for some . Let , , and let

where denotes transpose. We define a quasi-log-likelihood function by


where is the closure of and . Let for a stochastic process .

Then we can construct a maximum-likelihood-type estimator

as a random variable which maximizes

; .

Let be the space of symmetric, positive definite matrices.

For a vector

and a matrix , we denote

We assume that admits Sobolev’s inequality, that is, for any , there exists a positive constant depending only and such that


for any . Sobelev’s inequality is satisfied if has a Lipschitz boundary (see Adams and Founier (2003)).

Let be the closure of in , and for any , where is the unit matrix. For and , we consider the following assumptions.

Assumption (A1-).

almost surely and there exists a positive constant such that

for .

Assumption (A2-).

exists and is continuous on for , and there exists a constant such that

Moreover, for any , there exists a constant such that

for , , , , , and .

Assumption (A3-).

At least one of the following two conditions holds true.

  1. The function does not depend on and is ergodic, that is, there exists an invariant distribution such that for any measurable function ,

    as . Moreover,

  2. is ergodic, that is, there exists an invariant distribution such that for any measurable function ,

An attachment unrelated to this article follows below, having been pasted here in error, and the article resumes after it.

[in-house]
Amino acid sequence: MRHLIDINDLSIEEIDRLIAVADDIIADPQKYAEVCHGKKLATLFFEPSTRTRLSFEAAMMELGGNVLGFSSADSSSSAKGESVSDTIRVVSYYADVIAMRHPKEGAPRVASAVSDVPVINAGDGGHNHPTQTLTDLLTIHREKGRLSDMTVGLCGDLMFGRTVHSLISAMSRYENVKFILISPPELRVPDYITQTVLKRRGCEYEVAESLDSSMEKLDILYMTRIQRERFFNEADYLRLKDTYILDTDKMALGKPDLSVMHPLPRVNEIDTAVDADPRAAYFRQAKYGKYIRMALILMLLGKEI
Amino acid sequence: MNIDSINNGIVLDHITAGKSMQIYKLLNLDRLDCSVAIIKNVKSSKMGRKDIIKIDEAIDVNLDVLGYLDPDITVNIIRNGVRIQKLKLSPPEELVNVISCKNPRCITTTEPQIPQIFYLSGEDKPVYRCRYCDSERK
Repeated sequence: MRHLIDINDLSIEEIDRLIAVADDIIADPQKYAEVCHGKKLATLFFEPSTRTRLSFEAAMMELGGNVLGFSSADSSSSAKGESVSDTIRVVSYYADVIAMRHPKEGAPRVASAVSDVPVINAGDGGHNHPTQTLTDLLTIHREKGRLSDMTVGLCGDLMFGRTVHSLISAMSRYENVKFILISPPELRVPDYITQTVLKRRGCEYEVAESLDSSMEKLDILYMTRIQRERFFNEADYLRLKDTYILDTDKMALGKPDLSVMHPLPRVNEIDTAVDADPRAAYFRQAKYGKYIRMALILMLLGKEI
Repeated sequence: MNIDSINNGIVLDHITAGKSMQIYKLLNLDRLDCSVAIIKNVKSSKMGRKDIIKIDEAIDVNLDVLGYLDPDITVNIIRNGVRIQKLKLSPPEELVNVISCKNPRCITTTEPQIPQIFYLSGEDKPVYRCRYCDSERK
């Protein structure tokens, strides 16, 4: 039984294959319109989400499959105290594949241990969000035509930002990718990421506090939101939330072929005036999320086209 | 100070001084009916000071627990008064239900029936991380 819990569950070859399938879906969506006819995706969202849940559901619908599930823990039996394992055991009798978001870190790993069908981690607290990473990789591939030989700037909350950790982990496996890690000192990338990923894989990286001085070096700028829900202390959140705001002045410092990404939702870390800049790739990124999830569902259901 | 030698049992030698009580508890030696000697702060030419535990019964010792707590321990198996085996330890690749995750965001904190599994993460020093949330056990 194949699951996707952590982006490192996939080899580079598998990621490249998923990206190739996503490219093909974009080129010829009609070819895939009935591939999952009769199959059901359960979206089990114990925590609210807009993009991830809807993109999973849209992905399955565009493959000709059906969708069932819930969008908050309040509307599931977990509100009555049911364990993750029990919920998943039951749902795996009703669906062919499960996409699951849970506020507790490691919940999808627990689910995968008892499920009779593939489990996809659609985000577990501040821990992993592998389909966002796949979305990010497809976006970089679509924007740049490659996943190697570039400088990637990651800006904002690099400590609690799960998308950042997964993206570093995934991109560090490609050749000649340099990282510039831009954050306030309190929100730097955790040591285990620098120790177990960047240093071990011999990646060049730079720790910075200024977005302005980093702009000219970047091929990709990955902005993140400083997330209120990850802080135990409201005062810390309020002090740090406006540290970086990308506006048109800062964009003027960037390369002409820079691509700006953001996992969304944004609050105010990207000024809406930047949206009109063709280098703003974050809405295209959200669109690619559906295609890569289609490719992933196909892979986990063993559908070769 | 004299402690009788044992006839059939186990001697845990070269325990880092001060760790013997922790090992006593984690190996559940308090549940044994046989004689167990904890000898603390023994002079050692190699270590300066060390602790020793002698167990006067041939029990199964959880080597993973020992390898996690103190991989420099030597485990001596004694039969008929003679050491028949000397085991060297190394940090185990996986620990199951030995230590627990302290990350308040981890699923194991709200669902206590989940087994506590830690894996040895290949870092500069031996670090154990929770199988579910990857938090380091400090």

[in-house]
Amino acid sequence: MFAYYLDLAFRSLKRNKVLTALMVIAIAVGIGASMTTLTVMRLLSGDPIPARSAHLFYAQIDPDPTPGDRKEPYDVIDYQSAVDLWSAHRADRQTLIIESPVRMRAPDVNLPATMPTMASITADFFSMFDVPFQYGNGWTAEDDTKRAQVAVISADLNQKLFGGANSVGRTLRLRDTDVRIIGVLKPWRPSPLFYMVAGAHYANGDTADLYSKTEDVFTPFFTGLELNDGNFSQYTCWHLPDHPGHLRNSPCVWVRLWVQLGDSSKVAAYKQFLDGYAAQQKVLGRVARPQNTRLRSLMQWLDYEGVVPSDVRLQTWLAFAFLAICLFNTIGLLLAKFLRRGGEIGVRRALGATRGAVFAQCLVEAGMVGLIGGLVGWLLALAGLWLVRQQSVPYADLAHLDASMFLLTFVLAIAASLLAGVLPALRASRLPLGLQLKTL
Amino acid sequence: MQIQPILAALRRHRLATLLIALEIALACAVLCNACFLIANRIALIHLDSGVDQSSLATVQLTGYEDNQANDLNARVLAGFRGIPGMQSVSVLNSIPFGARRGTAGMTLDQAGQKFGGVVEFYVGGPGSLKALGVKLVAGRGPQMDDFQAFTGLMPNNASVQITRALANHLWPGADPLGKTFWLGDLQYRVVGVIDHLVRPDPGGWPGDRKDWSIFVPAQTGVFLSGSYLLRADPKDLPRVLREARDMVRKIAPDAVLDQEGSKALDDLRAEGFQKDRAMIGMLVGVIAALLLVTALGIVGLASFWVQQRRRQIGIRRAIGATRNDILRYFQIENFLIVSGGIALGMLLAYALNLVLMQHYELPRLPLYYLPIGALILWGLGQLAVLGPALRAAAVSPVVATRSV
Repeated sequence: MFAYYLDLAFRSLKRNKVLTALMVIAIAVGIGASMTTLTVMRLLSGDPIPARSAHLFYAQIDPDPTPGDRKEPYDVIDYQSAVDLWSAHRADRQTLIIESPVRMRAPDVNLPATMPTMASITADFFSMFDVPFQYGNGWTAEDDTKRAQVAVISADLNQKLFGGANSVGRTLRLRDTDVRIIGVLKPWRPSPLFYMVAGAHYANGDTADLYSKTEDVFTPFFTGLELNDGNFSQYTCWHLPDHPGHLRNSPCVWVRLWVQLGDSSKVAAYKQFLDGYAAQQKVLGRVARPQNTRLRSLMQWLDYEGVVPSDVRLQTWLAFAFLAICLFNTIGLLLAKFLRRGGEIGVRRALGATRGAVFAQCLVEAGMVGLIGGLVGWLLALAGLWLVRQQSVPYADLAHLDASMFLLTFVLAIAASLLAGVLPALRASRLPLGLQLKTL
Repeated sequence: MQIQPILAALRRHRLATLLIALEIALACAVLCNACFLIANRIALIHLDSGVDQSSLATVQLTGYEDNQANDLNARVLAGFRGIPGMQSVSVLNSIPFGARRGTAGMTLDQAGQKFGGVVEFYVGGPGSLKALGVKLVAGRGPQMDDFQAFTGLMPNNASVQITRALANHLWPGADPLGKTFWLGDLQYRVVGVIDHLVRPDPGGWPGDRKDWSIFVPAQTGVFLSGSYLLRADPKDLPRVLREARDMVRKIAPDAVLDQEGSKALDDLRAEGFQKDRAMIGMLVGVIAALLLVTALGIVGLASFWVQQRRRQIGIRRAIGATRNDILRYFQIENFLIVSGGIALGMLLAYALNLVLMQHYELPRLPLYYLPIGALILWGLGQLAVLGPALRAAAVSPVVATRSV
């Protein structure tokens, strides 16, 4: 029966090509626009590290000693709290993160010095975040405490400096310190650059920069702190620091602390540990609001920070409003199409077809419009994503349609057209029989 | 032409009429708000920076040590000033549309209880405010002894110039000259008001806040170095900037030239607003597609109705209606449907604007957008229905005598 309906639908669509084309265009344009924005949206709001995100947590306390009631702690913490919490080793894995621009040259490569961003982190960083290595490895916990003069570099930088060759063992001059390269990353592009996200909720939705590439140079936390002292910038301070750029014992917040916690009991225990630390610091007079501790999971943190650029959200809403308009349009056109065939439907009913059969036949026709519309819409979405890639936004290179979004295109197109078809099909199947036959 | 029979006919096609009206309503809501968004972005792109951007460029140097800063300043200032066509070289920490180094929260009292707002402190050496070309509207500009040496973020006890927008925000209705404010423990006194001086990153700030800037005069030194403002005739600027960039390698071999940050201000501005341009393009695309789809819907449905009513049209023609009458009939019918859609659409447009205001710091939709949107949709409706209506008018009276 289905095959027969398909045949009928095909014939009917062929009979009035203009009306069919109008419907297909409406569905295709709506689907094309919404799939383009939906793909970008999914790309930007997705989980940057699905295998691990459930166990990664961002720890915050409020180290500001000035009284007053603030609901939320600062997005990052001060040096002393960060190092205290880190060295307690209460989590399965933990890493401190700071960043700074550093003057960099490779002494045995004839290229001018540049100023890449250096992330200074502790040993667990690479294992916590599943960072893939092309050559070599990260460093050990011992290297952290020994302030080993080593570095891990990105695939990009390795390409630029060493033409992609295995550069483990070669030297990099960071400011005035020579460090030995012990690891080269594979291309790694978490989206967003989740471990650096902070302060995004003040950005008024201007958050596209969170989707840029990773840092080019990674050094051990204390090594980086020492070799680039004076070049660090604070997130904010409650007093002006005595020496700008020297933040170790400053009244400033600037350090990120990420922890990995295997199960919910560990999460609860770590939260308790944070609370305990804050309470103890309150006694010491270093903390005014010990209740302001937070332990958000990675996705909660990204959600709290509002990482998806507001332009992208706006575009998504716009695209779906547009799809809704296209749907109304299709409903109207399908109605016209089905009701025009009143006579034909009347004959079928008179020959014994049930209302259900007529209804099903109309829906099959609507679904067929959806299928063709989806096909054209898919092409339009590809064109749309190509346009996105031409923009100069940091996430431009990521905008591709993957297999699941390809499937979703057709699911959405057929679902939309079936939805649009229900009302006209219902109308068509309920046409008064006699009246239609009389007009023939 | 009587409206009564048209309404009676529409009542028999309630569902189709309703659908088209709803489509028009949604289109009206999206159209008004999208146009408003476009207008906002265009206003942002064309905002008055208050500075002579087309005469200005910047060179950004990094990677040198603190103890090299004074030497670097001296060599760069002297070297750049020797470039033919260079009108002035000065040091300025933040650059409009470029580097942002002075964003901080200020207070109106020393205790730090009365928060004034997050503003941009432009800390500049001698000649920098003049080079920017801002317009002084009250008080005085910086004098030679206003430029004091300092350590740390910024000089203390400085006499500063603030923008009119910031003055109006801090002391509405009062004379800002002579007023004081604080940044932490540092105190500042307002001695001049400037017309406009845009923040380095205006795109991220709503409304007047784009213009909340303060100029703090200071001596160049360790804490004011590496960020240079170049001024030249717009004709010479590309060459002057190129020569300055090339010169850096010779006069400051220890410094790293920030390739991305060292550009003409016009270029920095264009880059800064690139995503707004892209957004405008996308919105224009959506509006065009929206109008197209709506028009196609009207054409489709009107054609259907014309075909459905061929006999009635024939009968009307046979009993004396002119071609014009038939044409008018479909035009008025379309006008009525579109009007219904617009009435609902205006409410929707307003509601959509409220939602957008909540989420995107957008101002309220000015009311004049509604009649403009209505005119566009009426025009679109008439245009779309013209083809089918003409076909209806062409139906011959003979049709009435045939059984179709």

as . Moreover,

Assumption (A4).

(Identifiability condition) For , for all on implies .

Most of the above assumptions are standard for asymptotic theory of maximum-likelihood-type estimation to ergodic diffusion processes, and similar (or stronger) assumptions are required in Kessler (1997) and Uchida and Yoshida (2012). A similar statement applies to Condition (A2-) appearing later. Here, the upper bound of in (A2-) depends on . While this assumption is not a typical one, by doing so, (A2-) is satisfied even the case that is not smooth at (for example, with ). For sufficient conditions of ergodicity for , we refer readers to Remark 1 of Uchida and Yoshida (2012).

Fix satisfying (3). Under the assumptions above, we obtain consistency of our estimator.

Theorem 2.1 (consistency).

Let such that


Assume (A1-), (A2-), (A3-), and (A4). Then as .

Under (A2-) and (A3-), we define

if the function does not depend on , and otherwise we define

To deduce asymptotic normality of our estimator, we need a further condition. Let be an open set in such that .

Assumption (A2-).

(A2-) is satisfied. exists and is continuous on for and with , and for any , there exists a constant such that

for , , , and with .

Moreover, there exist a Wiener process independent of and -progressively measurable processes for such that

and for any and .

Suppose that . Then we can choose in the definition of satisfying


For such , fix satisfying (3).

Theorem 2.2 (Asymptotic normality).

Let such that (6) is satisfied. Assume (A1-), (A2-), (A3-), (A4), and that as . Assume further that is positive definite and satisfies (7). Then

The condition is stronger than the ones in previous works (for instance in Yoshida (2011), and for in Uchida and Yoshida (2012) and Kessler (1997)). Unlike previous studies, we need to construct an estimator of whose structure is not specified. For this purpose, (7) and consequently is required.